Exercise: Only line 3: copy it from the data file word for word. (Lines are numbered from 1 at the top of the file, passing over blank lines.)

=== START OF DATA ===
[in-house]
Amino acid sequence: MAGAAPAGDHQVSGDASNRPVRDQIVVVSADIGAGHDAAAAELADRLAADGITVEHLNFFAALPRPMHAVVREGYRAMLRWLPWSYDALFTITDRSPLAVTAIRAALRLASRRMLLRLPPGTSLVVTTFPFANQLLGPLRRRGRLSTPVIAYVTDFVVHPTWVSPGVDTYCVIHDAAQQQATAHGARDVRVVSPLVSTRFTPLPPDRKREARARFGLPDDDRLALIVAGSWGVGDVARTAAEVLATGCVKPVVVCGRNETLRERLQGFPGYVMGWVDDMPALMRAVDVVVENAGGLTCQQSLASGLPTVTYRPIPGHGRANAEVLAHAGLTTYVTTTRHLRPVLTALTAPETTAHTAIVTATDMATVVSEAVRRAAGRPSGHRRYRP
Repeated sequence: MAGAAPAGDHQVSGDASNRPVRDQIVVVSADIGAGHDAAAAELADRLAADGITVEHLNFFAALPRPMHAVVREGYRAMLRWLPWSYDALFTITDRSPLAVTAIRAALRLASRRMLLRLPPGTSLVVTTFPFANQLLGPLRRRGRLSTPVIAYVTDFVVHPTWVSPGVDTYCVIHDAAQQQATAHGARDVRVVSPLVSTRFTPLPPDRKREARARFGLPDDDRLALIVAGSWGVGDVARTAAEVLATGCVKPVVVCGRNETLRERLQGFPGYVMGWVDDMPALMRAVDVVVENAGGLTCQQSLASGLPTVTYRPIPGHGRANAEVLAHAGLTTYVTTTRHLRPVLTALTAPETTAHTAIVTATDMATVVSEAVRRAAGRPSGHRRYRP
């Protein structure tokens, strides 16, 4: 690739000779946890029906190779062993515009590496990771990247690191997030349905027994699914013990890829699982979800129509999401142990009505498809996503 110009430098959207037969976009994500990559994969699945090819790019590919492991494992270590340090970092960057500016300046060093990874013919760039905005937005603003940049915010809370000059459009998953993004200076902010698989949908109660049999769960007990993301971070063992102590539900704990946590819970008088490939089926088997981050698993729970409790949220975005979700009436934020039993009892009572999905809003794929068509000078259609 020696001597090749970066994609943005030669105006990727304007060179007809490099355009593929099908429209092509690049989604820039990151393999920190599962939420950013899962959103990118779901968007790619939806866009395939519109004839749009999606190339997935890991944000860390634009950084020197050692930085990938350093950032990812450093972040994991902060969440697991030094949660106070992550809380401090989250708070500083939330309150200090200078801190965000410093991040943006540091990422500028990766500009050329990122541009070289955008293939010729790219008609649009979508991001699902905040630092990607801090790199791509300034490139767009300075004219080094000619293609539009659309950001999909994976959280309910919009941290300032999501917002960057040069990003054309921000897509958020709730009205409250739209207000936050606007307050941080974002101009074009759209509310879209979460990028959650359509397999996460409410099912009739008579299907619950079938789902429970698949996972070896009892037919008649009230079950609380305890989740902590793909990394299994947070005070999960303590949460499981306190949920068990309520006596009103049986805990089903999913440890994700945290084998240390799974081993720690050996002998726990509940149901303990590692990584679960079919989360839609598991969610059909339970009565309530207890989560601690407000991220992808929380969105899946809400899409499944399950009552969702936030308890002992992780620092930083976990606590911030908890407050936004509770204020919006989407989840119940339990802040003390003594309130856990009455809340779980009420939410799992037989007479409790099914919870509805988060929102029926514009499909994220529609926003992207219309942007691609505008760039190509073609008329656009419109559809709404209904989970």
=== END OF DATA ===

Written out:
Repeated sequence: MAGAAPAGDHQVSGDASNRPVRDQIVVVSADIGAGHDAAAAELADRLAADGITVEHLNFFAALPRPMHAVVREGYRAMLRWLPWSYDALFTITDRSPLAVTAIRAALRLASRRMLLRLPPGTSLVVTTFPFANQLLGPLRRRGRLSTPVIAYVTDFVVHPTWVSPGVDTYCVIHDAAQQQATAHGARDVRVVSPLVSTRFTPLPPDRKREARARFGLPDDDRLALIVAGSWGVGDVARTAAEVLATGCVKPVVVCGRNETLRERLQGFPGYVMGWVDDMPALMRAVDVVVENAGGLTCQQSLASGLPTVTYRPIPGHGRANAEVLAHAGLTTYVTTTRHLRPVLTALTAPETTAHTAIVTATDMATVVSEAVRRAAGRPSGHRRYRP